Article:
If your organization is going to stay in a hybrid configuration, with some mailboxes in Office 365 and some mailboxes in the on-premises AD forest, there's a downside to this solution: The on-premises users won't be able to use and modify the migrated DLs. In addition, if you ever decide to move back to an on-premises Exchange environment from Office 365, there's no easy way to migrate those DLs back to your on-premises AD forest.

If you're moving all user mailboxes into Office 365 and you have a limited number of DLs to move, this might be a workable solution. If the plan is to maintain mailboxes on premises or if you have a large number of DLs, this solution turns into more trouble than it's worth.

Forefront Identity Manager

You can use Forefront Identity Manager to provide Exchange Online users the ability to manage their on-premises DLs. On the upside, Forefront Identity Manager gives users a nice graphical interface for managing DLs that's similar to the interface users have become accustomed to in Outlook. On the downside, Forefront Identity Manager is expensive to purchase. Depending on how you buy it, the licensing is going to be thousands of dollars. You also need to consider the cost of the server hardware and IT staff to configure and maintain the solution. As a result, few (if any) organizations are going to find user DL management important enough to justify a new deployment of Forefront Identity Manager. If your organization already has Forefront Identity Manager deployed, this is a nice added use for the solution.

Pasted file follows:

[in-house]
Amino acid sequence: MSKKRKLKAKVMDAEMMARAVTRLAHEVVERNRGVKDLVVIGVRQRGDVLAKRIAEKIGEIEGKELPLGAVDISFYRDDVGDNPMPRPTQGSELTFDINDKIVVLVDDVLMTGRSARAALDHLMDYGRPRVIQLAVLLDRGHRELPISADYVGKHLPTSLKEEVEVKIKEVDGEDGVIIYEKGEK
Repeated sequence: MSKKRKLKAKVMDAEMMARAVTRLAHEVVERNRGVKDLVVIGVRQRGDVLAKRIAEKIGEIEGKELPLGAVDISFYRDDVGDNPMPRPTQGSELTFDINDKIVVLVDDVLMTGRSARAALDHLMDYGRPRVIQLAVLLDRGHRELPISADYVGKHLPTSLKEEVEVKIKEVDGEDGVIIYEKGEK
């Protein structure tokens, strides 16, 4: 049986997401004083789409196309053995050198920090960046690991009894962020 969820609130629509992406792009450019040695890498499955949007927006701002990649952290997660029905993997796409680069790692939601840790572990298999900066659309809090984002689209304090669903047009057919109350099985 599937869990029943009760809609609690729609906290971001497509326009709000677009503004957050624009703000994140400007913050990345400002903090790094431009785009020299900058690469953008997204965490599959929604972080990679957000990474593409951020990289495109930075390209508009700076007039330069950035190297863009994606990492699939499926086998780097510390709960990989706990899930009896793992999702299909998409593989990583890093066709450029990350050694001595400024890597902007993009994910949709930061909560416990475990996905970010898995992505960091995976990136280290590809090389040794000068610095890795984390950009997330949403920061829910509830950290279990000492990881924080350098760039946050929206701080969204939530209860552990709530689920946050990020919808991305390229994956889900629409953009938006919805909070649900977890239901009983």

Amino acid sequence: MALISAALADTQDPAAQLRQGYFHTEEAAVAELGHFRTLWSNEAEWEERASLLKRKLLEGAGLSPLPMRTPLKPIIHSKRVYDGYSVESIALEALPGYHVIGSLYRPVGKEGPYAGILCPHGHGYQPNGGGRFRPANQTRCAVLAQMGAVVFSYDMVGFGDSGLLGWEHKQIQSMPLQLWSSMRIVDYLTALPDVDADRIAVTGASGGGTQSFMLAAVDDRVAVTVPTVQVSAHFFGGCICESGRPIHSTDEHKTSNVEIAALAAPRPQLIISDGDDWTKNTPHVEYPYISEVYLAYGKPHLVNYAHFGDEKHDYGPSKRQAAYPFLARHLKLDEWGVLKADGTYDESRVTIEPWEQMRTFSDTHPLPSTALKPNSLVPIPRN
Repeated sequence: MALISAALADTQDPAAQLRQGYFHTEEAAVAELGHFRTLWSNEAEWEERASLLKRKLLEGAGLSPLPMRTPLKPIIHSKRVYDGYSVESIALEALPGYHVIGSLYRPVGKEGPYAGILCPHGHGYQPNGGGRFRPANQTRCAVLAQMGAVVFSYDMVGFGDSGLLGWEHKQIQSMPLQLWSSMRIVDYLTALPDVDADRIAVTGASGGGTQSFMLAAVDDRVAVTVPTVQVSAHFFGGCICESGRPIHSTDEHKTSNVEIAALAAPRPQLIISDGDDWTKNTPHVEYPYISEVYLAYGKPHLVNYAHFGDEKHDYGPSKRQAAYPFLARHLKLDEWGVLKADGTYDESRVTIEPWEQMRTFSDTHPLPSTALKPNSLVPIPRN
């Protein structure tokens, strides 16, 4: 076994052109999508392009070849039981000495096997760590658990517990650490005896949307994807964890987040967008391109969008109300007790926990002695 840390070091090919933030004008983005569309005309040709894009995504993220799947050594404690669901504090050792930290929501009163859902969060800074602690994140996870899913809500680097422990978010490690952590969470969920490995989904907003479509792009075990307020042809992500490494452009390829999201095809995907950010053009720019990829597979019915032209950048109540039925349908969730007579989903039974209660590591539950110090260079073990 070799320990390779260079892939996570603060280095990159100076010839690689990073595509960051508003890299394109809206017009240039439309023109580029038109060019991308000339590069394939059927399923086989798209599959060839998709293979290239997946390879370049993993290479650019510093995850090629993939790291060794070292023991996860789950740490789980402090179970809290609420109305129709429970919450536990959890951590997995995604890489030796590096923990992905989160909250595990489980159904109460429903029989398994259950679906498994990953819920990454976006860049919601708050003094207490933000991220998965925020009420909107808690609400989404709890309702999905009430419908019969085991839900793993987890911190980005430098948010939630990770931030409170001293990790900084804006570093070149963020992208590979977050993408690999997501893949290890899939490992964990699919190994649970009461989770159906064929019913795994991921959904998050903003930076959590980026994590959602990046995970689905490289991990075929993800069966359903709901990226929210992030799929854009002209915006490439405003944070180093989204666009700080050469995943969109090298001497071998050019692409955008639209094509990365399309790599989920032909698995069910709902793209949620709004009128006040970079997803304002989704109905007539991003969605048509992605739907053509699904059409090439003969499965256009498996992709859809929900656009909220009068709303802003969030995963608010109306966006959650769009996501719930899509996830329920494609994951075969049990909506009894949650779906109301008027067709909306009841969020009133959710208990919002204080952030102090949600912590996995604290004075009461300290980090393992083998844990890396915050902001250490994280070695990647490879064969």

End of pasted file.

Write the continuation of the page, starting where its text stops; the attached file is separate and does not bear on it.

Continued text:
DSQuery, a command-line tool that has been around for some time, can provide Exchange Online users the ability to manage on-premises DLs. However, most users won't find it easy to manage DLs with this tool. Here are a couple of commands that illustrate this point:

dsquery group -name "Sales - East" | dsget group -members –expand
dsquery * forestroot -filter "(&(samAccountType=268435457)(mail=*))" -limit 0

The first command shows the members of a DL named Sales - East. The second command shows all the mail-enabled DLs in an AD forest. Most Exchange Online users are going to be very unhappy if you tell them they need to run commands like this to manage their DLs.

PowerShell Script

The final option is to use a PowerShell script to allow Exchange Online users to manage their on-premises DLs. You can find a script I have written, Manage-DistributionLists, in the TechNet Gallery.